Gas-liquid reaction systems such as hydroformylation, alkylation, carboxylation, polymerisation, hydrometallurgy and fermentation are key in producing industrial chemical, pharmaceutical and biochemical products. Models of such reaction systems are useful at the stages of process development in the laboratory and process operation in production. However, gas-liquid reaction systems are difficult to model because of the direct coupling between the chemical reactions and the transfer of reactants and products between the two phases. The proposed research deals with the development of a modeling framework for gas-liquid reaction systems and involves an incremental modeling approach using multi-sensor data. The first level consists in identifying features such as the time instants of reaction start/stop and whether a given reaction is mass-transfer controlled or not. This leads to a descriptive model. The second level involves the identification of a kinetic model consisting of a model structure and model parameters. Both levels are helpful in getting a better understanding of gas-liquid reaction systems. It is proposed to use information-rich spectroscopic and calorimetric data to build both the descriptive and the kinetic models in the laboratory during process development.
Keywords : Data analysis; modeling; gas-liquid reaction systems; homogeneous reaction systems; inlets; outlets; spectroscopic data; calorimetric data; multi-sensor data;
Building a kinetic model involves the identification of a model structure (reaction stoichiometries, reaction-rate expressions) and of corresponding reaction-rate, thermodynamic and physical parameters from on-line and off-line experimental data obtained from multi-sensor data (such as spectroscopic data, calorimetric data, gas consumption data). This research aims at developing a modeling methodology for gas-liquid reaction systems that includes an incremental identification approach to obtain descriptive and kinetic models from the combined use (data fusion) of multi-sensor data. Figure 1 illustrates the various elements of the proposed modeling approach.
Concept of variants/invariants
The concentrations and the temperature (labeled original states) of reaction systems include information, which represents the combined effect of reactions (stoichiometry and kinetics), transport phenomena (mass-transfer rates, MTR), and the operation mode of the reactor (batch, semi-batch, continuous). A transformation is proposed, which expresses the original states as a linear combination of the initial conditions (known as reaction, MTR, and flow invariants) and three subsets of transformed states evolving with (i) reactions (known as reaction variants), (ii) mass-transfer rates (MTR) (known as reaction invariant and MTR variants), and (iii) flowrates (know as reaction and MTR invariants and flow variants).
This transformation has important implications for the analysis of gas-liquid reaction systems and for processing the corresponding pressure, calorimetric, concentration, and spectroscopic data.
It is often assumed that a measured spectrum is a linear combination of the pure-component spectra of the absorbing species. In such cases, factor-analytical (FA) methods like multivariate curve resolution can be used for the calibration-free estimation of the concentration profiles based on spectroscopic, calorimetric and gas consumption data (see Figure 2). However, FA methods rely on appropriately formulated constraints and spectral matrices exhibiting an appropriate number of principal components (pseudo-rank).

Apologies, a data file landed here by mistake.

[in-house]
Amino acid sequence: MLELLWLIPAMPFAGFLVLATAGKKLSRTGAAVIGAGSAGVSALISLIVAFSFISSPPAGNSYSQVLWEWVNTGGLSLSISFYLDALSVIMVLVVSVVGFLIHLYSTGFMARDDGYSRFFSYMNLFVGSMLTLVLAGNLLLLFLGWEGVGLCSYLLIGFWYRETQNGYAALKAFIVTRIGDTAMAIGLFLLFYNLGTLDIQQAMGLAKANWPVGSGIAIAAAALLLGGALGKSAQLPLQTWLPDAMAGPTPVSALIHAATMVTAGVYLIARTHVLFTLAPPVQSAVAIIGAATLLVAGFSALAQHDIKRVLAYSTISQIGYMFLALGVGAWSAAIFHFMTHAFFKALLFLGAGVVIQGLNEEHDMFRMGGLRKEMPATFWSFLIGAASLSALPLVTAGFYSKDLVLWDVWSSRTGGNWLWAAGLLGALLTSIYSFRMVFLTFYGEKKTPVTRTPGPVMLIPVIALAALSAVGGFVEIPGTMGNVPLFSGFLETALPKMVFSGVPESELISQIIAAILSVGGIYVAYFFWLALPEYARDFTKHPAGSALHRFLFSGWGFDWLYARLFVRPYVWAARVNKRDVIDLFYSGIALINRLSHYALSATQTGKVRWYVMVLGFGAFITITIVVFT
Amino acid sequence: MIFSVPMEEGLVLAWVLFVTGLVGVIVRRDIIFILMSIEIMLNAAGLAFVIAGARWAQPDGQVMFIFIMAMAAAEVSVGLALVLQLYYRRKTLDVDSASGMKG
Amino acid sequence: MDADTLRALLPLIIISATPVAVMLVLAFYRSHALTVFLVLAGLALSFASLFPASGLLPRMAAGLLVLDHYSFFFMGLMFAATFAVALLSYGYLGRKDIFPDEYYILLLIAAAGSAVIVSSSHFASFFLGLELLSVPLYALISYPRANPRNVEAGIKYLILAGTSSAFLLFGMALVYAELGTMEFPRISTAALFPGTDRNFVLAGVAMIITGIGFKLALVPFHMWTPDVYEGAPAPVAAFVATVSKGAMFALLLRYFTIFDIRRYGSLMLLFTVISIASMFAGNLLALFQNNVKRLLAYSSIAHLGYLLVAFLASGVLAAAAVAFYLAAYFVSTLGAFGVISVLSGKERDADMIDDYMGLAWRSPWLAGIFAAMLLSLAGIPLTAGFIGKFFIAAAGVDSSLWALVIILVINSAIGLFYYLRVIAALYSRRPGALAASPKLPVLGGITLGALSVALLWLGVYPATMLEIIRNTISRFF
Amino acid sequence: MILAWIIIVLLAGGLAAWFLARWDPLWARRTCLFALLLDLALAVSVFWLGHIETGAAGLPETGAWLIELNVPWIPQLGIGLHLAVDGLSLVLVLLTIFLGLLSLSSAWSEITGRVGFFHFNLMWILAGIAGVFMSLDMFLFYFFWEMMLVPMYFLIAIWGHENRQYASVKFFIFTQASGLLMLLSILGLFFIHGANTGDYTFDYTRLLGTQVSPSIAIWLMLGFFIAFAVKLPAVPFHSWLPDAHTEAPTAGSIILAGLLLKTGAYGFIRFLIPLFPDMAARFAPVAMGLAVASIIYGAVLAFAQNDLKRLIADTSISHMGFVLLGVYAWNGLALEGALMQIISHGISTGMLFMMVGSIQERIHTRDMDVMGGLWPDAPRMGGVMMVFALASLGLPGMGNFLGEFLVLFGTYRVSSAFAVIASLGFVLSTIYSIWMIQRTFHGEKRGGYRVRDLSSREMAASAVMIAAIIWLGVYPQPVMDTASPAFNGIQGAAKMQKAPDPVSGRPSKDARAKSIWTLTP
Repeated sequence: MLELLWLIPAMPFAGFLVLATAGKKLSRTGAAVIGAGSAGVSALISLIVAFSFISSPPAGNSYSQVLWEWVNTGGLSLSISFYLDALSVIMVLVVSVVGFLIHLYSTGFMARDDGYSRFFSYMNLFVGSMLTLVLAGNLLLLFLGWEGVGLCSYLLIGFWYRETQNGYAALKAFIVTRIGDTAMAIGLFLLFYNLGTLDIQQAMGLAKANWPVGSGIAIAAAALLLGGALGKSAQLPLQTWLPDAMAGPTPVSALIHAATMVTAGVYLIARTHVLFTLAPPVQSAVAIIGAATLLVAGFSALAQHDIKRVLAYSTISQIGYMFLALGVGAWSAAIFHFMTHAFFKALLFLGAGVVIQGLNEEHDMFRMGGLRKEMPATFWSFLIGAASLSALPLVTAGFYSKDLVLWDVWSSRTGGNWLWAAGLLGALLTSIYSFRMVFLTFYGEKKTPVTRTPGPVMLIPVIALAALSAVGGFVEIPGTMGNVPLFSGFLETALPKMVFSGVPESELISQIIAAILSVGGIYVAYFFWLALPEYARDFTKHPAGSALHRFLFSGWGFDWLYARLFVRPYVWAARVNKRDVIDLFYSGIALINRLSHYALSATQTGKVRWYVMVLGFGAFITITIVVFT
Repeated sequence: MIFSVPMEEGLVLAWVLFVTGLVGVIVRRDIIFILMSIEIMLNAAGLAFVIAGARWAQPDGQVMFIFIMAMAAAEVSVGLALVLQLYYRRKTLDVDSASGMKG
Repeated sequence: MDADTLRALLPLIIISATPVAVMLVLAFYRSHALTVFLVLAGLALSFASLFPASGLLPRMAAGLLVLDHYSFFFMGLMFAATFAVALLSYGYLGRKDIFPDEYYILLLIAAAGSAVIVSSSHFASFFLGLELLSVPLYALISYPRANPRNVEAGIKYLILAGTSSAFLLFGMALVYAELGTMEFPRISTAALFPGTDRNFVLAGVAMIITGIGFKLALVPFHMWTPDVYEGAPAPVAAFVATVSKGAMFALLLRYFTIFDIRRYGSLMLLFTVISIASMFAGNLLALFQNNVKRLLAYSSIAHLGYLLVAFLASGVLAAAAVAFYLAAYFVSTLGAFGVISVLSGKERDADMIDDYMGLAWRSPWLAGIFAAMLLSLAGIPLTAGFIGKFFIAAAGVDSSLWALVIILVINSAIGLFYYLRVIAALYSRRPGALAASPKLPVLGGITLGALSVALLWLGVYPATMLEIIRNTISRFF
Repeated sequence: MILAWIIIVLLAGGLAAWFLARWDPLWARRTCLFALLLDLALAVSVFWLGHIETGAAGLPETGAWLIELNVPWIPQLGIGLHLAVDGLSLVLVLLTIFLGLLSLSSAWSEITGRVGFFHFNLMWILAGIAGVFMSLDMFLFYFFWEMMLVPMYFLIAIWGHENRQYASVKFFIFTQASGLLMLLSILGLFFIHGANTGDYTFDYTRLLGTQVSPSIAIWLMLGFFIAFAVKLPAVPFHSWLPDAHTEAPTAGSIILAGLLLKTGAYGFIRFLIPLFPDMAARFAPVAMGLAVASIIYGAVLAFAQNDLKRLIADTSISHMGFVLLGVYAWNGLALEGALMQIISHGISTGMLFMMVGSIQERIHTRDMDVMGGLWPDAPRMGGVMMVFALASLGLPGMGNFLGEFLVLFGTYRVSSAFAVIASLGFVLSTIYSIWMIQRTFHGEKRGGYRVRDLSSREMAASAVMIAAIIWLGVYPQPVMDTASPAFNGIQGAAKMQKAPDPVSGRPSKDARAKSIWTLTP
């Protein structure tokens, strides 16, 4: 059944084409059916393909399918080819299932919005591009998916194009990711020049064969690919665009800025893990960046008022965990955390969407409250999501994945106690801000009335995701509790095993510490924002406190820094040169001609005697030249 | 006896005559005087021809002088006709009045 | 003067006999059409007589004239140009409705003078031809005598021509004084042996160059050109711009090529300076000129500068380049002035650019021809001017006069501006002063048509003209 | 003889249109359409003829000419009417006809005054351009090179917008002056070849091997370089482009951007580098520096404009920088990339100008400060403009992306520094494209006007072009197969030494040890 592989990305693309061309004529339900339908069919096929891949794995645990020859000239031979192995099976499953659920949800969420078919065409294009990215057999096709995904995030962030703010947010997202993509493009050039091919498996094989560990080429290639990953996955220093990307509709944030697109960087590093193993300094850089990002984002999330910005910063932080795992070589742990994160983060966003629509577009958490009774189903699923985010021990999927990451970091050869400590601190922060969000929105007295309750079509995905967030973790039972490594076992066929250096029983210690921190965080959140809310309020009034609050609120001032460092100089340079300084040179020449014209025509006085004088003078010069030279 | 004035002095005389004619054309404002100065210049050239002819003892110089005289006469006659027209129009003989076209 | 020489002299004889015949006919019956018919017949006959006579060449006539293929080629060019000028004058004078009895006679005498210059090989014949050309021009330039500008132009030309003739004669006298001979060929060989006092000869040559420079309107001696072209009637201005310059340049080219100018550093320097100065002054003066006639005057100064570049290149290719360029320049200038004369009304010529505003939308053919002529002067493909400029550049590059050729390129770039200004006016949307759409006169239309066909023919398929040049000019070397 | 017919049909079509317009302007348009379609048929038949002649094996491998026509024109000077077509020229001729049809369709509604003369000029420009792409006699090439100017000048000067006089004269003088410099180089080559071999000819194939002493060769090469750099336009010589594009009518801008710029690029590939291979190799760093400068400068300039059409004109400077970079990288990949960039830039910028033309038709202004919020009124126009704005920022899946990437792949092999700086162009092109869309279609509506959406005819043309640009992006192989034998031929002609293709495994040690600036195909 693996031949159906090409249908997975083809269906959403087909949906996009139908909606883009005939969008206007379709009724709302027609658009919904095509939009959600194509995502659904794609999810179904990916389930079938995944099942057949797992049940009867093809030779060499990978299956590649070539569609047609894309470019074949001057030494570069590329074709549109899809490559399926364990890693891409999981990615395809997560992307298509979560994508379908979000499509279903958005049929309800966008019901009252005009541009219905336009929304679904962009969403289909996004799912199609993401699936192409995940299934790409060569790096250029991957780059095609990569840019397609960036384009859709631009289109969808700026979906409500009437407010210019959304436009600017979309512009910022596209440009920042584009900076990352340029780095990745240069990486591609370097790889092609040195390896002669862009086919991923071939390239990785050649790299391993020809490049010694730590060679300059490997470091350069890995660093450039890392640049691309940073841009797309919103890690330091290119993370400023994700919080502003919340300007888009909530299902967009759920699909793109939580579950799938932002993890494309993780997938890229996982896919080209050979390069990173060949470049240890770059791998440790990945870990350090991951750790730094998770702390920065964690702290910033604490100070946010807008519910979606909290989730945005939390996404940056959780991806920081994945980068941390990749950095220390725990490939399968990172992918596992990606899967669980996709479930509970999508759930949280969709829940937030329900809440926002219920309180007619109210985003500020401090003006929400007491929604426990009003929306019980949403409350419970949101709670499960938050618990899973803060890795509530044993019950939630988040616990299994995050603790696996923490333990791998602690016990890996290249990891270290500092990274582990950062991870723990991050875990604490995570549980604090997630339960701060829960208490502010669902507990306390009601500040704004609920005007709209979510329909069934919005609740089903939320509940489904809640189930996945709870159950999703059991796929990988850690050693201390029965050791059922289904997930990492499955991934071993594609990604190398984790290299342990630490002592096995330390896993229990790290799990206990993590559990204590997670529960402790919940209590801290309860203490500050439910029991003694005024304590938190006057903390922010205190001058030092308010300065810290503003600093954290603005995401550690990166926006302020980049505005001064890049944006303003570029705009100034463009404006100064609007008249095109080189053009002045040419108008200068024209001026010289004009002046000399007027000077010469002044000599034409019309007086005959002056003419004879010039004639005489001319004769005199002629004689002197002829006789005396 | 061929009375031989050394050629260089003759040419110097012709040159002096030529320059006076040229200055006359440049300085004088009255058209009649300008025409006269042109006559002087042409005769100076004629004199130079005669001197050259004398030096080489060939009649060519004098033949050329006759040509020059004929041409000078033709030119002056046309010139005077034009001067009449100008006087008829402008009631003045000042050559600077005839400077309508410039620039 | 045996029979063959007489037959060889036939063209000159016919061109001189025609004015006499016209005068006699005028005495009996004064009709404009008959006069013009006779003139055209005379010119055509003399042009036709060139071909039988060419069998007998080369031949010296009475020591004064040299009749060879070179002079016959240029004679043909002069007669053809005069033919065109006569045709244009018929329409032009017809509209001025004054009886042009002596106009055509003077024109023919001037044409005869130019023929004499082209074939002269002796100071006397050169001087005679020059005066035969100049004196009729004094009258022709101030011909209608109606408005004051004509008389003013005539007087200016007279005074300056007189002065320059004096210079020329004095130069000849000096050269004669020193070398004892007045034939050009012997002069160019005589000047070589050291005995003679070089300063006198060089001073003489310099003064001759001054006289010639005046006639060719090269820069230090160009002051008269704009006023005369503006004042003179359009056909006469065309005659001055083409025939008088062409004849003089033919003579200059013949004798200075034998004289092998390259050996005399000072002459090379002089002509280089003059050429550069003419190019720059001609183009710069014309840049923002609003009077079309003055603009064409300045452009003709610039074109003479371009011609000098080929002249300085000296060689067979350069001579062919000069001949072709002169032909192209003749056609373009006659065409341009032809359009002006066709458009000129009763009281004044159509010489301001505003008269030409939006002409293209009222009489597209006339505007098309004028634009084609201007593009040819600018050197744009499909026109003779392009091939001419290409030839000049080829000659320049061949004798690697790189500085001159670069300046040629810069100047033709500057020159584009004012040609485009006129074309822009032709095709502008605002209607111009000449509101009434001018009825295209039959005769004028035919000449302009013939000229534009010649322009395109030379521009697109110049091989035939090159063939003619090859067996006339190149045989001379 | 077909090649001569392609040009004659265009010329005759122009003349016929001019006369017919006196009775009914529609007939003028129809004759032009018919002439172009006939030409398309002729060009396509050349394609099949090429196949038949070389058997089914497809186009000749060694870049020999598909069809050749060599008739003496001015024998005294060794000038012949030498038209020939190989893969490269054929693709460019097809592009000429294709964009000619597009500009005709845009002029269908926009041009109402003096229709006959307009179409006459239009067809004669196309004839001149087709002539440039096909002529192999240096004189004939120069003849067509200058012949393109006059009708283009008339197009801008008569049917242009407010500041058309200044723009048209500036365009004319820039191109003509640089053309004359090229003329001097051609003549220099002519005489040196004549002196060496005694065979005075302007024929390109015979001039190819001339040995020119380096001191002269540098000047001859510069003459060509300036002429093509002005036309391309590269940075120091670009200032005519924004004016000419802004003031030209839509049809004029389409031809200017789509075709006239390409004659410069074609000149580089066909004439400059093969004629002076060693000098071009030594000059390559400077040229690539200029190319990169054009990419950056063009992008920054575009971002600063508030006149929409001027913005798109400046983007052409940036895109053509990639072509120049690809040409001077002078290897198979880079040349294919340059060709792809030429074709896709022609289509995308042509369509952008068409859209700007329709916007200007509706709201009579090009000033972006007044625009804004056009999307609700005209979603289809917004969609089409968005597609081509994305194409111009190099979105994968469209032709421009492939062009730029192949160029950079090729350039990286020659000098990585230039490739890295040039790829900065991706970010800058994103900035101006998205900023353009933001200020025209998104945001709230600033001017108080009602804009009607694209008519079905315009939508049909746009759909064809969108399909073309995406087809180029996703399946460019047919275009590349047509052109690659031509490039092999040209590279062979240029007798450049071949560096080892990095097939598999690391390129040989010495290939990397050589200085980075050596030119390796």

For gas-liquid reaction systems, this research formulates such constraints from (i) ad-ditional information such as known/measured initial and final conditions, reaction pathway and reaction types (reversible, irreversible), and (ii) local rank information expressing process changes such start/stop of feeds and/or reactions, reaching of quasi-stationary conditions. FA methods can also take into account kinetic models as constraints and estimate kinetic parameters directly from spectroscopic, calorimetric and gas consumption data.
The pseudo-rank of the spectral matrix usually corresponds to the number of absorbing species. However, linear dependencies between concentration profiles resulting for example from underlying chemical reactions can lead to rank drop. FA methods fail if the pseudo-rank is less then the number of absorbing species (rank deficiency), and rank augmentation is required to break this rank deficiency.
The objective of incremental identification is to identify the kinetic model and parameters for gas-liquid reaction systems. The incremental approach decomposes the identification task into a sequence of subproblems including (1) the estimation of selected concentration profiles using multivariate calibration (MVC) or multivariate curve resolution (MCR), (2) the identification of a stoichiometric model, (3) the estimation of reaction and mass-transfer rates, and (4) the identification of reaction and mass-transfer parameters through fitting the corresponding rate expressions.
Concentrations and heat effects are typically measured with some inaccuracy. Furthermore, the concentrations estimated from MVC and MCR also contain uncertainty that stems from measurement errors in the spectroscopic data and model errors in the MVC and MCR procedures. The incremental identification approach simplifies the estimation procedure since, at a given step, it does not require information regarding subsequent steps; however, it has the disadvantage of propagating model errors from step to step. This research studies the effect of error propagation in incremental identification.